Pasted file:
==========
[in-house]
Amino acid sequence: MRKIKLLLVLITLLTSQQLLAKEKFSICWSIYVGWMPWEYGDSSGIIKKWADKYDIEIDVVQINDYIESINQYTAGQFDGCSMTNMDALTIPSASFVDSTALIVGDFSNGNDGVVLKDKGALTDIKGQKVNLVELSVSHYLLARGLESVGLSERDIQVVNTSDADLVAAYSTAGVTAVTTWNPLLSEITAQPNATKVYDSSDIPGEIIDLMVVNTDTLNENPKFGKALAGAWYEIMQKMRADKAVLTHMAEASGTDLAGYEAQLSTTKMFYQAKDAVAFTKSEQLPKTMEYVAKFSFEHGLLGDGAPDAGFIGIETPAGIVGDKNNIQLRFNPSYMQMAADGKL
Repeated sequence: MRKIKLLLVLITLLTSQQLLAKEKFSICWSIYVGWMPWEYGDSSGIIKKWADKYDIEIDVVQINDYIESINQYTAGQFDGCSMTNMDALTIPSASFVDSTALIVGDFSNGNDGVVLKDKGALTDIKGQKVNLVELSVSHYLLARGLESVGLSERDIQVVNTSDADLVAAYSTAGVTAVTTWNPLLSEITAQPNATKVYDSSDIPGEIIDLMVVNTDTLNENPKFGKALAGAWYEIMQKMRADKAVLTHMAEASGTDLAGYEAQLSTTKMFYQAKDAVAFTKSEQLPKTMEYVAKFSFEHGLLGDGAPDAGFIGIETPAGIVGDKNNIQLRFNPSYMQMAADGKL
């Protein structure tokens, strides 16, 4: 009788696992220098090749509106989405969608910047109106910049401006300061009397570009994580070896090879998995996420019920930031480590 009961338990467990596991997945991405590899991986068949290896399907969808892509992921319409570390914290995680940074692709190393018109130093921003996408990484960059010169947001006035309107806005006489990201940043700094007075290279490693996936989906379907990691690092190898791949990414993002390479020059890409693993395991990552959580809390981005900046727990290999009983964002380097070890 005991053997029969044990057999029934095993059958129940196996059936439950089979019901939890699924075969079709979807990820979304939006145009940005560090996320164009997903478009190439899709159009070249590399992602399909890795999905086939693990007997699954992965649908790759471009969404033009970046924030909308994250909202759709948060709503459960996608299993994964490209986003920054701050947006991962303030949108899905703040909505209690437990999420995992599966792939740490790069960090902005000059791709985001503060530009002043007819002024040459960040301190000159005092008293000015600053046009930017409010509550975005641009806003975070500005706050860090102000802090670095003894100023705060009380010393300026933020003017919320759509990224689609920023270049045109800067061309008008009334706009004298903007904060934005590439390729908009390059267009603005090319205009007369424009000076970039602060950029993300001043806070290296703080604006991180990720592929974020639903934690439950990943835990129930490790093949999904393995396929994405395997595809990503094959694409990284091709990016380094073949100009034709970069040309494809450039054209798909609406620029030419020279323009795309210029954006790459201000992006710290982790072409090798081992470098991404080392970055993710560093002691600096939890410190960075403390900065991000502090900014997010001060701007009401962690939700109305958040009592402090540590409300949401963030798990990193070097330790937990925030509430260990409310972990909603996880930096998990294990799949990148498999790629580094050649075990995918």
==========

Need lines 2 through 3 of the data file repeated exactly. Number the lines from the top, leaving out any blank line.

Amino acid sequence: MRKIKLLLVLITLLTSQQLLAKEKFSICWSIYVGWMPWEYGDSSGIIKKWADKYDIEIDVVQINDYIESINQYTAGQFDGCSMTNMDALTIPSASFVDSTALIVGDFSNGNDGVVLKDKGALTDIKGQKVNLVELSVSHYLLARGLESVGLSERDIQVVNTSDADLVAAYSTAGVTAVTTWNPLLSEITAQPNATKVYDSSDIPGEIIDLMVVNTDTLNENPKFGKALAGAWYEIMQKMRADKAVLTHMAEASGTDLAGYEAQLSTTKMFYQAKDAVAFTKSEQLPKTMEYVAKFSFEHGLLGDGAPDAGFIGIETPAGIVGDKNNIQLRFNPSYMQMAADGKL
Repeated sequence: MRKIKLLLVLITLLTSQQLLAKEKFSICWSIYVGWMPWEYGDSSGIIKKWADKYDIEIDVVQINDYIESINQYTAGQFDGCSMTNMDALTIPSASFVDSTALIVGDFSNGNDGVVLKDKGALTDIKGQKVNLVELSVSHYLLARGLESVGLSERDIQVVNTSDADLVAAYSTAGVTAVTTWNPLLSEITAQPNATKVYDSSDIPGEIIDLMVVNTDTLNENPKFGKALAGAWYEIMQKMRADKAVLTHMAEASGTDLAGYEAQLSTTKMFYQAKDAVAFTKSEQLPKTMEYVAKFSFEHGLLGDGAPDAGFIGIETPAGIVGDKNNIQLRFNPSYMQMAADGKL